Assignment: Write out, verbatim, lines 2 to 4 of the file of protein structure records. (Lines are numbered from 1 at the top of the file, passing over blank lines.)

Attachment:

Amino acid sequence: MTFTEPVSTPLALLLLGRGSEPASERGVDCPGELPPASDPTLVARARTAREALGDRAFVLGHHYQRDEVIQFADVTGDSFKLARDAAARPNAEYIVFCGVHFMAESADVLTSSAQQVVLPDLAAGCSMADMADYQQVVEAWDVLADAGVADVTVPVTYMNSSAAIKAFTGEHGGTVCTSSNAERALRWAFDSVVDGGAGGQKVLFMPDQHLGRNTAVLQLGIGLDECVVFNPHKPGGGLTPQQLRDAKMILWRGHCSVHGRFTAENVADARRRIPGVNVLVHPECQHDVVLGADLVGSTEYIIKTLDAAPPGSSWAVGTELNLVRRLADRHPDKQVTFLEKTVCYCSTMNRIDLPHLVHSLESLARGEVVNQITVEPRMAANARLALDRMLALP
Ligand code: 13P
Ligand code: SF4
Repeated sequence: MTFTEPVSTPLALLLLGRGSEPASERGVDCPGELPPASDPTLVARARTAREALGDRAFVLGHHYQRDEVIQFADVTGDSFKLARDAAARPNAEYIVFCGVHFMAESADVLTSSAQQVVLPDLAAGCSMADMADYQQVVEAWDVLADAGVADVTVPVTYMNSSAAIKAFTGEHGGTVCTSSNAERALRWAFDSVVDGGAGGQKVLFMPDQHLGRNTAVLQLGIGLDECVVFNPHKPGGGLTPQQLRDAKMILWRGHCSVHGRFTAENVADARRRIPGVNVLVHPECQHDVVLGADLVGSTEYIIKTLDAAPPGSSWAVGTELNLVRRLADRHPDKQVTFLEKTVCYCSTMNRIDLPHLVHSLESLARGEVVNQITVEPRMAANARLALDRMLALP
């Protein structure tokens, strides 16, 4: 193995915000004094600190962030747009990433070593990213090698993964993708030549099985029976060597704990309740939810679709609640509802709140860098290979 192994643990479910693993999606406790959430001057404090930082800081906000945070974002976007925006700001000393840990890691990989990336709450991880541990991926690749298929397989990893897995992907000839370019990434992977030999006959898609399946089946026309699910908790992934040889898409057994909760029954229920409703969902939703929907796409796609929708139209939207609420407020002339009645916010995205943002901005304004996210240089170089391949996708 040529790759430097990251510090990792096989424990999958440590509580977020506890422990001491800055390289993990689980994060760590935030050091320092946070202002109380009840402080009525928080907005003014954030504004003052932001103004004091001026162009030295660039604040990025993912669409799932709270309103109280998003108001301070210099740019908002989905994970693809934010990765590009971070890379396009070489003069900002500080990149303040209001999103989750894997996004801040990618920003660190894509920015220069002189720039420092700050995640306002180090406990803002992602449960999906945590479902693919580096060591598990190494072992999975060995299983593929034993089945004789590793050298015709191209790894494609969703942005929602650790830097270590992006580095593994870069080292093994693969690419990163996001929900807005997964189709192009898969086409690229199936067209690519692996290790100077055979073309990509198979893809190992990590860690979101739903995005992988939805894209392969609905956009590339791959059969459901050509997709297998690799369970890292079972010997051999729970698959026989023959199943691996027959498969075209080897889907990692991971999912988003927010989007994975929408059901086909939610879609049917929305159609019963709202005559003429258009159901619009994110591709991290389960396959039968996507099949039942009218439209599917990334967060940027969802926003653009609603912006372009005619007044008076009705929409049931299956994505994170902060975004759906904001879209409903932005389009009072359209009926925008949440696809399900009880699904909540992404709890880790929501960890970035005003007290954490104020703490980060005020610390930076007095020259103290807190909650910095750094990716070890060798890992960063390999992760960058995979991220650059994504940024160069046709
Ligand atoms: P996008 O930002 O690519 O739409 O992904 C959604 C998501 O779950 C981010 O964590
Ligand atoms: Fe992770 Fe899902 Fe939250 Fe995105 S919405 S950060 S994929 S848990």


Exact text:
Ligand code: 13P
Ligand code: SF4
Repeated sequence: MTFTEPVSTPLALLLLGRGSEPASERGVDCPGELPPASDPTLVARARTAREALGDRAFVLGHHYQRDEVIQFADVTGDSFKLARDAAARPNAEYIVFCGVHFMAESADVLTSSAQQVVLPDLAAGCSMADMADYQQVVEAWDVLADAGVADVTVPVTYMNSSAAIKAFTGEHGGTVCTSSNAERALRWAFDSVVDGGAGGQKVLFMPDQHLGRNTAVLQLGIGLDECVVFNPHKPGGGLTPQQLRDAKMILWRGHCSVHGRFTAENVADARRRIPGVNVLVHPECQHDVVLGADLVGSTEYIIKTLDAAPPGSSWAVGTELNLVRRLADRHPDKQVTFLEKTVCYCSTMNRIDLPHLVHSLESLARGEVVNQITVEPRMAANARLALDRMLALP